Google Groups

Declaration statement

Chris Torek Mar 10, 2004 11:48 AM
Posted in group: comp.lang.c

    char *s;
    char t[];

as declarations appearing at file and block scope...

In article <news:c2mte5$au4$>
Xiangliang Meng <> writes:
>Could you explain a little  more on why they are OK in a file scope, but the
>second is invalid in blocks? What is the difference for the second between
>in the file scope and in the block scope?

At the most important level, the reason is just "because the C
Standards say so".  The declaration of "t" above is invalid in
block scope because the rules of the C standard prohibit it; it is
valid in file scope -- and means the same as "char t[1]" if no
other declaration overrides it -- because the rules of the C
Standards say so.

Fundamentally, there is no particular reason it *has* to work this
way, and in the days before the first C standard (ANSI X3.159-1989,
also known as "C89"), different C compilers had different rules.
If you wrote "char t[];" at file scope, some compilers gave you an
error message and refused to compile your code.  If the people who
wrote the C89 standard had so chosen, they could have made this an
error.  Instead, though, they decided to adopt a series of rules
that give useful results in various cases where pre-C89 compilers
sometime fell short.

In particular, the C89 folks invented (or borrowed) the concept of
a "tentative definition" of a variable.  You can "tentatively"
define a variable, which has the useful side effect of telling the
C compiler that it is going to exist sooner or later, so that you
can use the name of the variable.  Eventually you also define the
variable "for real", possibly giving it an initial value.

Consider the example of a circular queue data structure:

    struct queue {
        struct queue *forw, *back;
        some_type data;

Queues like this often have a "dummy" head node and then zero or
more data nodes.  Suppose you want to provide an initial single
data node.  How can you define two variables that will point to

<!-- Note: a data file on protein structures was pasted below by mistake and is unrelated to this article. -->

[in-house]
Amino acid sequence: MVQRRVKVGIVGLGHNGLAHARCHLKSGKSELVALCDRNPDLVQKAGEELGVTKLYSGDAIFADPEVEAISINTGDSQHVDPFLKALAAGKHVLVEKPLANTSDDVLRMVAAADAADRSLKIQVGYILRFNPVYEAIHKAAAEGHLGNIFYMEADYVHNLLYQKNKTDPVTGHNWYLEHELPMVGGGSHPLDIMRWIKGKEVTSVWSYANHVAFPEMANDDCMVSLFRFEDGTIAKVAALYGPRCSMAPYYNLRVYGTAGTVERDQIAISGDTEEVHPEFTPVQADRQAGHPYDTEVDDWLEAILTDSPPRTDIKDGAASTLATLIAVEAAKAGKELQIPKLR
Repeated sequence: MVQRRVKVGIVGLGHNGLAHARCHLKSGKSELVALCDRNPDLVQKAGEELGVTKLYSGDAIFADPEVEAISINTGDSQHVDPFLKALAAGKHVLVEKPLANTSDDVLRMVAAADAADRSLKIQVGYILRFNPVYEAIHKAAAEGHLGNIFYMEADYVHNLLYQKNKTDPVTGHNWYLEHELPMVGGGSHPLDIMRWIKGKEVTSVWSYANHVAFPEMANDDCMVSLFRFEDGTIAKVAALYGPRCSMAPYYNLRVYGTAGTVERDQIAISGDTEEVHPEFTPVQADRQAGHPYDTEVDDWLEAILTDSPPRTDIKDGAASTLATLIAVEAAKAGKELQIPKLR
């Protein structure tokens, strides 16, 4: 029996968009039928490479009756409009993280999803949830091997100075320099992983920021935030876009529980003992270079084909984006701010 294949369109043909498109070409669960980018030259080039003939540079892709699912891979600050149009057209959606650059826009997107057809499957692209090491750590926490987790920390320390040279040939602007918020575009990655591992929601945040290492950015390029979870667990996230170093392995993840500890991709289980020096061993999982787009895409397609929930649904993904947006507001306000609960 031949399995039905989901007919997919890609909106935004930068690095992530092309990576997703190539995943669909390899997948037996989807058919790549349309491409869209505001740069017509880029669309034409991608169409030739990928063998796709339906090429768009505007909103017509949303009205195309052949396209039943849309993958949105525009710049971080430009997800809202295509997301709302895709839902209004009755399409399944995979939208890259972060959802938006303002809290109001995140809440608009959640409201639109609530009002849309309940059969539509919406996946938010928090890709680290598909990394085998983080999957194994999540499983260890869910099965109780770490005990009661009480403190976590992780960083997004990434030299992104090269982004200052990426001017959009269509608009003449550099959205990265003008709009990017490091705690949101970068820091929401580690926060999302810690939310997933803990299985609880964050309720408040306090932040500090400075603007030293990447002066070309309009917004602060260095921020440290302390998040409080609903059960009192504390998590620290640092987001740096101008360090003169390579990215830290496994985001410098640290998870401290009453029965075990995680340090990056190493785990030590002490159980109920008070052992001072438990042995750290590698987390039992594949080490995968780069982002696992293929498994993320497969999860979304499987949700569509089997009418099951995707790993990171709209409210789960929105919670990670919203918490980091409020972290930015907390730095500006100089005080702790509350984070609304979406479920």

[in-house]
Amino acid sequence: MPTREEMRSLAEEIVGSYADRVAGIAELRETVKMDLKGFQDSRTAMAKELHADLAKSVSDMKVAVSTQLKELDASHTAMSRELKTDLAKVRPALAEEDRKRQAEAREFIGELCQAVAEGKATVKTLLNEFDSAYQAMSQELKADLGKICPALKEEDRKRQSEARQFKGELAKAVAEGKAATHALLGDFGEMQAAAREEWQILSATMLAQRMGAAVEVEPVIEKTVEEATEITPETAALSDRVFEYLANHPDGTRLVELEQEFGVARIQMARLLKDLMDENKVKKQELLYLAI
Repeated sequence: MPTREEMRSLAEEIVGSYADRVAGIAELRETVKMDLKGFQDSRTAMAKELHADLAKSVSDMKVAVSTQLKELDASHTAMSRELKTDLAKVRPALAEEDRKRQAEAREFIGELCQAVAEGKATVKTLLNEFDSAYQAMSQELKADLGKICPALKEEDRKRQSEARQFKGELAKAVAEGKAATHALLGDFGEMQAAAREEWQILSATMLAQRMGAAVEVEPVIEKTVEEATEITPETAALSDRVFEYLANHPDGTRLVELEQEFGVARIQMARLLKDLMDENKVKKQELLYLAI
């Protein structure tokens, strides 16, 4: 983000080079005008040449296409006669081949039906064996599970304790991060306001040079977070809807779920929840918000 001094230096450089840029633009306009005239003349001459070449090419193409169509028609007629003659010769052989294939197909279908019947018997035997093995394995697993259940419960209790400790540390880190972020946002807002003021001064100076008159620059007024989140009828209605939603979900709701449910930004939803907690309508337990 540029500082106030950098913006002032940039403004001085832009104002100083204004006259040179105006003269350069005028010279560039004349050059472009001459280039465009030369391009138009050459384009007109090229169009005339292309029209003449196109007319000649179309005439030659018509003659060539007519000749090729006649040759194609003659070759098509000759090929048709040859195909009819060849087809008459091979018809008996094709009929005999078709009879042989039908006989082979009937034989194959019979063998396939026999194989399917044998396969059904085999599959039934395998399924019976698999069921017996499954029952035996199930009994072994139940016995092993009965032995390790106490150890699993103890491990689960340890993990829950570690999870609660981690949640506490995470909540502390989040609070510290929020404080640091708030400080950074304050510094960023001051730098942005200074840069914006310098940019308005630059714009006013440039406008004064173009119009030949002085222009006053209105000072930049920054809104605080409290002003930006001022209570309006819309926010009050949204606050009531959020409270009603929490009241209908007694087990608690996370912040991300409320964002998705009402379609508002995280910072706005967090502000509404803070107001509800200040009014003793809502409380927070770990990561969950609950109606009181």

each other?

If both variables are to have external linkage (i.e., are "global
variables" in the sense people usually mean by the phrase "global
variables"), you can, even in implementations predating the 1989
C standard, write this code:

    extern struct queue initialnode;

    struct queue head = {
        &initialnode, &initialnode
        /* no actual data (dummy head) */

    struct queue initialnode = {
        &head, &head,

The first of these lines announces to the C compiler: "there is a
variable named initialnode, of type struct queue".  This announcement
is required in order to provide &initialnode as the initializer
for head.forw and head.back.

But what if, on the other hand, both of these variables are to be
declared "static" (i.e., have internal linkage)?  You must write:

    static struct queue initialnode;

("static" instead of "extern").  Many pre-C89 C compilers took
this as the *definition* of the variable initialnode, meaning
the same thing as:

    static struct queue initialnode = { 0, 0, 0 };

If you follow this with a later:

    static struct queue initialnode = {
        &head, &head,

you just got an error.  You cannot write "extern struct queue
initialnode; ... static struct queue initialnode = { ... };"
either, as this is also an error.

The C89 solution to this problem is "tentative definitions", in
which you simply write the definition with no initializer.  A
tentative definition is, in effect, "recorded" at the point of the
definition and "remembered" until a corresponding actual (non-tentative)
definition, or the end of the translation unit:

    static struct queue initialnode; /* tentative */
    static struct queue head = { &initialnode, &initialnode };
    static struct queue initialnode = /* actual */
        { &head, &head, INITIAL_DATA };

    char t[]; /* also tentative */

At the end of the translation unit, all the outstanding tentative
definitions become actual definitions, initialized with "= { 0 }".
This means that the declaration for t eventually becomes:

    char t[] = { 0 };

which gives t a single element (so that sizeof(t) is 1*sizeof(char),
which is just 1).
In-Real-Life: Chris Torek, Wind River Systems
Salt Lake City, UT, USA (40°39.22'N, 111°50.29'W)  +1 801 277 2603
email: forget about it
Reading email is like searching for food in the garbage, thanks to spammers.